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03 November 2017

The Meaning of Belief: Religion from an atheist’s point of view by Tim Crane (Harvard, £19.95 (£17.95); 978-0-674-08883-2).

“An atheist himself, Tim Crane writes that there is a fundamental flaw with most atheists’ basic approach: religion is not what they think it is. Atheists tend to treat religion as a kind of primitive cosmology, as the sort of explanation of the universe that science offers. They conclude that religious believers are irrational, superstitious, and bigoted. But this view of religion is almost entirely inaccurate. Crane offers an alternative account based on two ideas. The first is the idea of a religious impulse: the sense people have of something transcending the world of ordinary experience, even if it cannot be explicitly articulated. The second is the idea of identification: the fact that religion involves belonging to a specific social group and participating in practices that reinforce the bonds of belonging. Once these ideas are properly understood, the inadequacy of atheists’ conventional conception of religion emerges.”

 

The Way of Wisdom: A year of daily devotions in the Book of Proverbs by Timothy Keller (Hodder & Stoughton, £12.99 (£11.70); 978-1-473-64755-8).

New York pastor Timothy Keller is known for his ability to connect a deep understanding of the Bible with contemporary thought and the practical issues we all face. In this devotional - consisting of all-new material - Keller offers inspiration for every day of the year, based on the book of Proverbs. Working through the entire book, Keller brings this ancient wisdom to life and shows how to apply it to the realities of our daily lives. Just as My Rock; My Refuge taught readers how to pray, so this inspiring new devotional teaches us how to live lives that are rooted in wisdom.

 

The Joy of being Anglican: Fifteen writers reflect on Anglicanism, what it means to them personally, and on the joy of being Anglican, edited by Caroline Hodgson and Heather Smith (Redemptorist Publications, £9.95 (£8.95); 978-0-85231-477-7).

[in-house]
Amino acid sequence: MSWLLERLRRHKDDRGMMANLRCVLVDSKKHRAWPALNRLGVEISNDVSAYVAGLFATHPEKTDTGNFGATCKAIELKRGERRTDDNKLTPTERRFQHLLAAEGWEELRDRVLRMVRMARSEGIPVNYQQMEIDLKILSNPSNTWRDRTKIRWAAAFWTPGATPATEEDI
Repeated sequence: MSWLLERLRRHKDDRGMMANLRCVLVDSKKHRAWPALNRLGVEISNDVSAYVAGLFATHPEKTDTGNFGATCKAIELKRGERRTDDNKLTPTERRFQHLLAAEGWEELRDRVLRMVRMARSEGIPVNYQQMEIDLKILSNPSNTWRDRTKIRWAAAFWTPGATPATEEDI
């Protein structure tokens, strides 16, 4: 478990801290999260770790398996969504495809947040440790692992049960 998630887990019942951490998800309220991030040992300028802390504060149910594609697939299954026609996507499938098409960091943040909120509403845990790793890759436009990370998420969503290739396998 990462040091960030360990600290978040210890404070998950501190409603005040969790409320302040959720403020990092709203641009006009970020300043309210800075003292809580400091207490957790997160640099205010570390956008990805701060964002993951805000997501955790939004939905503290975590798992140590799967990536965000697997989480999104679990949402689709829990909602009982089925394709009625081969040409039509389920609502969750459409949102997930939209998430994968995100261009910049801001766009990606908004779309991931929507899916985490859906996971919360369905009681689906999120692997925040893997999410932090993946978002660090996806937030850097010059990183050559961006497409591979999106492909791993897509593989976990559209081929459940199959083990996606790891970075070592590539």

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What makes Anglicanism distinctive and what draws Christians to it, even in turbulent times? This collection of essays from authors ranging from ‘grassroots’ Christians to church leaders brings a unique perspective to the subject. Through their insights, the reader gains an opportunity to reflect on the Anglican Communion and what it means to them – and perhaps to rediscover the joy of being an Anglican.

 

Singleness and the Church: A new theology of the single life by Jana Marguerite Bennett (OUP, £19.99 (£18); 978-0-19-046262-8).

Christians ought to be the people who most support singleness, given what scripture and tradition suggest, but this does not seem to be the case. In this exciting new work, Jana Marguerite Bennett examines a variety of usually forgotten models of singleness: the never-married, the casually uncommitted, the committed but unmarried, the same-sex attracted, the widowed, the divorced, and the single parent. Each chapter in Singleness and the Church takes one of these models and considers the cultural commentary, Christian debate, and a holy guide, a person who lived that way of being single, in order to offer a new perspective on singleness, the church, and what it means to be a single Christian disciple.

 

A Very Queer Family Indeed: Sex, Religion, and the Bensons in Victorian Britain by Simon Goldhill (Chicago, £19 (£17.10); 978-0-226-52728-4). New in paperback.

Edward White Benson became Archbishop of Canterbury at the height of Queen Victoria's reign, while his wife, Mary, was renowned for her wit and charm the prime minister once wondered whether she was ‘the cleverest woman in England or in Europe.’ The couple's six precocious children included E. F. Benson, celebrated creator of the Mapp and Lucia novels, and Margaret Benson, the first published female Egyptologist. Inveterate writers, the Benson family spun out novels, essays, and thousands of letters that open stunning new perspectives including what it might mean for an adult to kiss and propose marriage to a twelve-year-old girl, how religion in a family could support or destroy relationships, or how the death of a child could be celebrated. No other family has left such detailed records about their most intimate moments, and in these remarkable accounts, we see how family life and a family's understanding of itself took shape during a time when psychoanalysis, scientific and historical challenges to religion, and new ways of thinking about society were developing.”

 

Selected by Frank Nugent, of the Church House Bookshop, which operates the Church Times Bookshop.

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